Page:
Insights: AMA's digest of the latest findings from marketing's top
As an executive, you are constantly faced with new marketing ideas and processes. Some you should pursue. Some you shouldn’t. And it can be difficult to know the difference between the two.
Colorful anecdotes and universal success claims that are shared by consultants – and that often get published in popular press articles – make it seem like only the most backward company would resist adopting the latest must-have best practice. And then academic research reveals a different story.
Such has been the case with claims that NPS is the one number you need to know. Such has also been the case with claims that only small companies can successfully introduce radical innovations.
And such may now be the case with claims that success in innovation requires customer participation at every stage of new product development (NPD).
Should Customers Participate at Every Stage of New Product Development?
Using stories of success at companies like Legos and Starbucks, the argument for increasing customer participation in NPD claims that traditional customer inputs are no longer enough. Rather, in the new age of marketing, it is maintained that success requires involving customers as co-creators at every step along the way.
But is customer participation at each point in the NPD process actually beneficial? Are there situations where customer participation is more or less beneficial – or even harmful?
These are the questions that guided a research study published in the January 2016 issue of the Journal of Marketing. The paper, “The Effectiveness of Customer Participation in New Product Development: A Meta-Analysis,” reports the results of a study that looked at the relationship between customer participation and NPD performance across 39 different independent samples.
On the basis of their findings, Professors Woojung Chang and Steven Taylor, both of Illinois State University, conclude that “Despite the value of customer input, customer participation may not be an imperative for every firm in every industry” (p. 61). And a parallel conclusion is made about every stage of the NPD process.
Specifically, the research shows that customer participation in NPD is significantly related to three different types of performance – new product innovativeness, speed to market, and new product financial performance. However, this impact depends on the stage of NPD at which customers participate.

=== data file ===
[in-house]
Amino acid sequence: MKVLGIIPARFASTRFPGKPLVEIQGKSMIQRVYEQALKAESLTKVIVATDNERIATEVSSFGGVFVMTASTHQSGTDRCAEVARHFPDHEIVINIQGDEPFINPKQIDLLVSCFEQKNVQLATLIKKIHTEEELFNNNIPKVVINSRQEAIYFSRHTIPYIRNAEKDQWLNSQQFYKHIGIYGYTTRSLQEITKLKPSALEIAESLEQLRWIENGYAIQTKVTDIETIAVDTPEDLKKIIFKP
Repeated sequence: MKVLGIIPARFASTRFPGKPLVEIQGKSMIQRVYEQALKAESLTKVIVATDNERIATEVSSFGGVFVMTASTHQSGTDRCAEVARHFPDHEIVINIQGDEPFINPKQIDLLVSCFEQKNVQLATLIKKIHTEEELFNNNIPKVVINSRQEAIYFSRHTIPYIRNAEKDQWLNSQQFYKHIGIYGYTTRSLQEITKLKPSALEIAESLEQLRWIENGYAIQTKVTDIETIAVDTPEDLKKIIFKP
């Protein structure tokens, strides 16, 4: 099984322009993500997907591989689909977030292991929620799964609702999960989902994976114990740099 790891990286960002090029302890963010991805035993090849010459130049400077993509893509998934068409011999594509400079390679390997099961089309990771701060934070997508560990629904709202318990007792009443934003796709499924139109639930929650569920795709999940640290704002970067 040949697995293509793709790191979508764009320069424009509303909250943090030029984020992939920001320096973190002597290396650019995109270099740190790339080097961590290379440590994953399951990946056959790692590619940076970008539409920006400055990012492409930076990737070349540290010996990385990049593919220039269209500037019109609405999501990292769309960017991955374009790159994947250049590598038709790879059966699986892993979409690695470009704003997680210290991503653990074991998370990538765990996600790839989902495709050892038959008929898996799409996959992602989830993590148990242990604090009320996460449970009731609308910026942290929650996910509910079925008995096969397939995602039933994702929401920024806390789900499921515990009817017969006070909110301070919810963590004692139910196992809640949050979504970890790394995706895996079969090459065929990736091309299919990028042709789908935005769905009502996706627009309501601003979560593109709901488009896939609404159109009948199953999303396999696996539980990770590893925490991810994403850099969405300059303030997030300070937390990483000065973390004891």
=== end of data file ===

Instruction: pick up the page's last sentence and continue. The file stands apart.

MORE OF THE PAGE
In fact, whereas both customer participation during ideation (e.g., idea generation) and during launch (e.g., prototype testing) have a net positive impact on new product financial performance via speed-to-market, customer participation during development (e.g., product design) negatively impacts speed-to-market which leads to an overall negative impact on new product financial performance.
In addition, the effect of customer participation depends on characteristics of the firm, market, and customers. Customer participation is shown to be more beneficial when (1) there is a lot of technological uncertainty, (2) the new product is being introduced in an emerging market, (3) the industry is relatively low-tech, (4) the focus is business customers rather than end consumers, and (5) it is a small firm rather than a large firm doing the development.
Customer Participation in New Product Development – A Project Decision
Overall, the results indicate that customer participation in early and late stages of development is most beneficial, contrary to the assumption that traditional customer inputs into NPD are no longer enough for success.
Further, the results reveal that customer participation in NPD is unlikely to be universally beneficial for all firms, and it is unlikely to be beneficial for all projects within the same firm. Rather, the merits of customer participation in NPD should we weighed for distinct projects.
Specifically, customer participation is most beneficial when customer insights are especially diagnostic and when the business is especially willing and able to incorporate outsider knowledge into the development process. In this regard, the research suggests the following questions for consideration, with a ‘yes’ in each case pointing toward more value from customer participation.
Is there considerable uncertainty or disagreement within the firm about customer needs?
Is there considerable uncertainty about how customers would desire to have their needs satisfied?
Is there a group of customers who are motivated and able to share knowledge that the development team is lacking?
Is the development team motivated to rely on customer inputs in the development process?
Does the development team have the skill to gather and incorporate useful customer inputs?